For more information about the ICAO identifiers to use for the makes and models of aircraft that you fly, see ICAO Aircraft Type Designators here at BruceAir.

The example is for an IFR trip from KBFI to KGEG in the Pacific Northwest. The route includes the ZOOMR1 STAR into KGEG.

ICAO-FlightPlan-Form-Example

Basic Information

The first few items are the same for all typical IFR general aviation flights:

  • Flight Rule: IFR
  • Flight Type: G (for general aviation)
  • Number of Aircraft: 1 (i.e., not a formation flight)
  • Wake Turbulence Category: L (for light)
  • Aircraft Type: The official ICAO designator for the make and model of aircraft you fly (e.g., BE36, C172, C210, M20P, PA28A, etc.)

Aircraft Equipment

On the familiar FAA domestic flight plan form, equipment suffixes for typical GA pilots are simple, and if you’re flying a GPS-equipped airplane with a Mode C transponder, the basic /G was all you needed.

But the ICAO form captures many more details about the equipment installed in your aircraft, and the fun typically begins with this item.

For a WAAS-equipped aircraft such as we’re discussing, you should enter the following codes in the Aircraft Equipment box:

  • SBDGR

ICAO-FlightPlan-Form-Example-A

As you can see in the illustration from the Leidos FSS web form, these letters represent the following equipment:

  • S: Standard communication and navigation receivers/transmitters (VOR, VHF communications radios, and ILS receiver). If you enter S in this box, you shouldn’t include the letters L (ILS), O (VOR), or V (VHF) here. S includes that equipment.
  • B: LPV approach capability. If you have a WAAS GPS, but your installation isn’t approved for LPV procedures (see the user’s guide and AFM supplement), omit this letter.
  • D: DME. If you don’t have DME, omit the D.
  • G: IFR-approved GPS (the preferred term is now GNSS, Global Navigation Satellite System)
  • R: PBN approved. This letter means that your aircraft meets basic RNP standards. All aircraft with an IFR-approved GPS are PBN approved (see AIM 1-2-1). You must include R, and associated information in the Other Information box, to ensure that the computer will accept a routing that includes RNAV routes, SIDs, STARs, or charted ODPs. See PBN and RNP Confusion, below.
  • Z: Indicates additional information to be added to the Other Information box, described below.
  • If you still have an ADF, include F.

PBN and RNP Confusion

The aviation world uses RNP (required navigation performance) for two related, but different purposes.

In general, RNP is an RNAV specification (e.g., RNAV 5, RNAV 2, and RNAV 1) that indicates that an aircraft is capable of maintaining a course (track) within designated limits 95 percent of the time. For example, RNAV 5 means the aircraft as equipped can reliably maintain a track with 5 nm; RNAV 2 limits are 2 nm, and so forth. If your aircraft is equipped with an IFR-approved GPS authorized to fly RNAV (GPS) approaches, it matches this sense of RNP and PBN.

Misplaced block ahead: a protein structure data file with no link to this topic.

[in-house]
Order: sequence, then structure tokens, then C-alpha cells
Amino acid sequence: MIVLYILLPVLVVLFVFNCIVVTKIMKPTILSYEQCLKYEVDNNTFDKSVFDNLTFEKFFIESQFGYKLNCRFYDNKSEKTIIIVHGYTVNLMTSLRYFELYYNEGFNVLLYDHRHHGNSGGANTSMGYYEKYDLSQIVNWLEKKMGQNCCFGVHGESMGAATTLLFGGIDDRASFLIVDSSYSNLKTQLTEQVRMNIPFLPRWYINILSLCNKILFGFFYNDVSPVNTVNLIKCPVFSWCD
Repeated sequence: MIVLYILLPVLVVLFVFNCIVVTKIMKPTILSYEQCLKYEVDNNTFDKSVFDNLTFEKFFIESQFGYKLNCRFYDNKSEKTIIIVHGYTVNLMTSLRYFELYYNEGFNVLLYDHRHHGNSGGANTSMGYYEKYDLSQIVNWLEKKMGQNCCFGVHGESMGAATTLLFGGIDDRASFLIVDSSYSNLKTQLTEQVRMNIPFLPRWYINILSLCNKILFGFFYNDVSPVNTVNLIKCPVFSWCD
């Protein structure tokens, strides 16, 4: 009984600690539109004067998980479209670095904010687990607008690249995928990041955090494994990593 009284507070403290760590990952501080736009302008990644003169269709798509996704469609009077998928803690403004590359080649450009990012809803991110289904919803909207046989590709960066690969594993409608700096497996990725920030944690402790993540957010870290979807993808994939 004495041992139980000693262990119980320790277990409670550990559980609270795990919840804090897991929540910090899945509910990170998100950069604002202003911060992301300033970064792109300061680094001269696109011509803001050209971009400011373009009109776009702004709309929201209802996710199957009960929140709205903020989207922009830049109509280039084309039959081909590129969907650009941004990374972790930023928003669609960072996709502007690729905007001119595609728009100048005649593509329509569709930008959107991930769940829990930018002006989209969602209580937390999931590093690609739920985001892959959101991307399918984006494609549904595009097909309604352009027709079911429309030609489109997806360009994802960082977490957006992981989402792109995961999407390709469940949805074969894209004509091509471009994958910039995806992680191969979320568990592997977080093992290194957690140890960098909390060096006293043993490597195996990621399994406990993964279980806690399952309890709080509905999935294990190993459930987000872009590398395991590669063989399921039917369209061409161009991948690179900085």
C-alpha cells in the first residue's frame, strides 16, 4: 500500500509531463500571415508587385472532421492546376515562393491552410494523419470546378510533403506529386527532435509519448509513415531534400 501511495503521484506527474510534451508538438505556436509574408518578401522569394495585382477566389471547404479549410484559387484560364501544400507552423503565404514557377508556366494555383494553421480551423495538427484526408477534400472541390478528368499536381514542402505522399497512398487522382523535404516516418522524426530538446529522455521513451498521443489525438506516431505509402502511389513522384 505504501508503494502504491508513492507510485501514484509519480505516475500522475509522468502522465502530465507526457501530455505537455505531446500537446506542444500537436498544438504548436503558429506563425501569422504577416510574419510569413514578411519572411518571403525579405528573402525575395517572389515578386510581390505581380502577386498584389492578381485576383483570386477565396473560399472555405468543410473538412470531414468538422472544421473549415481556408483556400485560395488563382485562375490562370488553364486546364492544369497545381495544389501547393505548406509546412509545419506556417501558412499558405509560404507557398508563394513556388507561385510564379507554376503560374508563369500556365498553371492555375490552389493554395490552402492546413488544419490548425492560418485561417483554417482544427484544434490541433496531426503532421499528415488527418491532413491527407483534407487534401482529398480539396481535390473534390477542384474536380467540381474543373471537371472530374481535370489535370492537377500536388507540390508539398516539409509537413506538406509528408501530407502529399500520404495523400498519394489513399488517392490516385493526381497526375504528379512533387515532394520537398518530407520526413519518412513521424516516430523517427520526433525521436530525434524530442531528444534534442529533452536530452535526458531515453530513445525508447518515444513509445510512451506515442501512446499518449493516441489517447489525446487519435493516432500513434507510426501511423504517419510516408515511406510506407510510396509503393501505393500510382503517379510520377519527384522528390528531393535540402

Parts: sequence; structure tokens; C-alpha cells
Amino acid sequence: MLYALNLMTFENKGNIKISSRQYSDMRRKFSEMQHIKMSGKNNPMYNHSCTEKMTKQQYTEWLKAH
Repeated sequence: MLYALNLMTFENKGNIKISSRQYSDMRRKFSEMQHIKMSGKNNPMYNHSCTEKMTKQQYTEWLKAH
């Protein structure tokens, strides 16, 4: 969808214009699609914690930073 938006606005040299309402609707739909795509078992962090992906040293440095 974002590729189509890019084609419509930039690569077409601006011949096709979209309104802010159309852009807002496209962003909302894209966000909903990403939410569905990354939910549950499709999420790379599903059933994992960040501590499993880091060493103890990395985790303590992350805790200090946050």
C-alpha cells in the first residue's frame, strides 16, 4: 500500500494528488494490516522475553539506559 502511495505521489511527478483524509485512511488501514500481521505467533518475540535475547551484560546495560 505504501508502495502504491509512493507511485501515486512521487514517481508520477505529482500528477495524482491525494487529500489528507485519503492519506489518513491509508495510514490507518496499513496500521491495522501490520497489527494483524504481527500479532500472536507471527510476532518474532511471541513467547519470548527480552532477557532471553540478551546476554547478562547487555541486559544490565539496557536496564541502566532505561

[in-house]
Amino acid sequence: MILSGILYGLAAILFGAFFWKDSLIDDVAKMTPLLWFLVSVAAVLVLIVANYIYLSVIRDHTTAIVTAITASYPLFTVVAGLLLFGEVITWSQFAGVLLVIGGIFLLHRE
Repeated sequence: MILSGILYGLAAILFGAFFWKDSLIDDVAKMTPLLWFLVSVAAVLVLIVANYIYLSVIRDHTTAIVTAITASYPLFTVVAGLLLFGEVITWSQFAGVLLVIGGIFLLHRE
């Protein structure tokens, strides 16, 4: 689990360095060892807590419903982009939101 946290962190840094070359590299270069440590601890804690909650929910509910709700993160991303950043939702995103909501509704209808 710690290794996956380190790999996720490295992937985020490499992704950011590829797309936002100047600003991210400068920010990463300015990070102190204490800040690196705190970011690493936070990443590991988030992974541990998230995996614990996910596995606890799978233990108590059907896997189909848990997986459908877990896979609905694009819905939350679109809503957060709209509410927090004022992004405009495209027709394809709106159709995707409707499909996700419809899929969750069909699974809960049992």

The basic RNP (RNAV) specifications used in the U.S. (RNP 0.3, RNP 1.0, RNP 2.0, and RNP 1.0) are shown in the following illustration from the Instrument Flying Handbook (FAA H-8083-15B). For more information about RNP and RNAV specifications, see “Required Navigation Performance” on page 9-44 of the IFH.

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Current WAAS-approved GPS receivers for typical GA aircraft, such as those listed earlier, meet the U.S. RNP specifications, as described in AC 90-100A: U.S Terminal and En Route Area Navigation (RNAV) Operations and the associated AC 90-100 Compliance document (PDF). To confirm your GPS receiver’s capabilities, check the user guides and the AFM supplements for the equipment installed in your aircraft.

The term RNP is also applied as a descriptor for airspace, routes, and procedures (including departures, arrivals, and IAPs). RNP can apply to a unique approach procedure or to a large region of airspace. In this sense, RNP means something similar to Category II and Category III instrument approaches. For example, an approach with RNP in the title (e.g., RNAV (RNP) Z RWY 16R) requires special equipment and detailed crew training/qualification. Such RNAV (RNP) approaches include the note AUTHORIZATION REQUIRED on the chart.

For more information about RNP approaches, see RNP Procedures and Typical Part 91 Pilots and Garmin Radius to Fix Leg Project Report here at my blog.

Surveillance Equipment (Transponder and ADS-B)

This box on the ICAO form tells ATC what type of transponder and related equipment are installed in your aircraft.

  • For most GA pilots flying IFR, this box will include at least C, for a transponder with altitude-reporting capability.
  • If you have a Mode S transponder, you should select the appropriate letter, E, H, I, L, P, S, or X, based on the information in the user guide and AFM supplement for your transponder.
  • If you have ADS-B equipment installed (not a portable ADS-B receiver such as the Stratus or Dual XGPS170), include U1 or U2. The Garmin GDL 88 in my airplane both transmits and receives ADS-B signals, so I add U2 to this box.

ICAO-FlightPlan-Form-Example-B

Other Information

The final box for designating your RNAV capabilities and additional data is Other Information. You must use prefixes, followed by letters, to include different categories of information.

As described above here and here, it’s important to add a PBN/ group in this box to ensure that the ATC system understands the RNP/RNAV capabilities of your aircraft.

ICAO-FlightPlan-Form-Example-D

If you have a GPS approved for at least IFR en route and terminal operations, add the following letters:

  • C2, which designates RNAV 2 capability based on GPS (GNSS)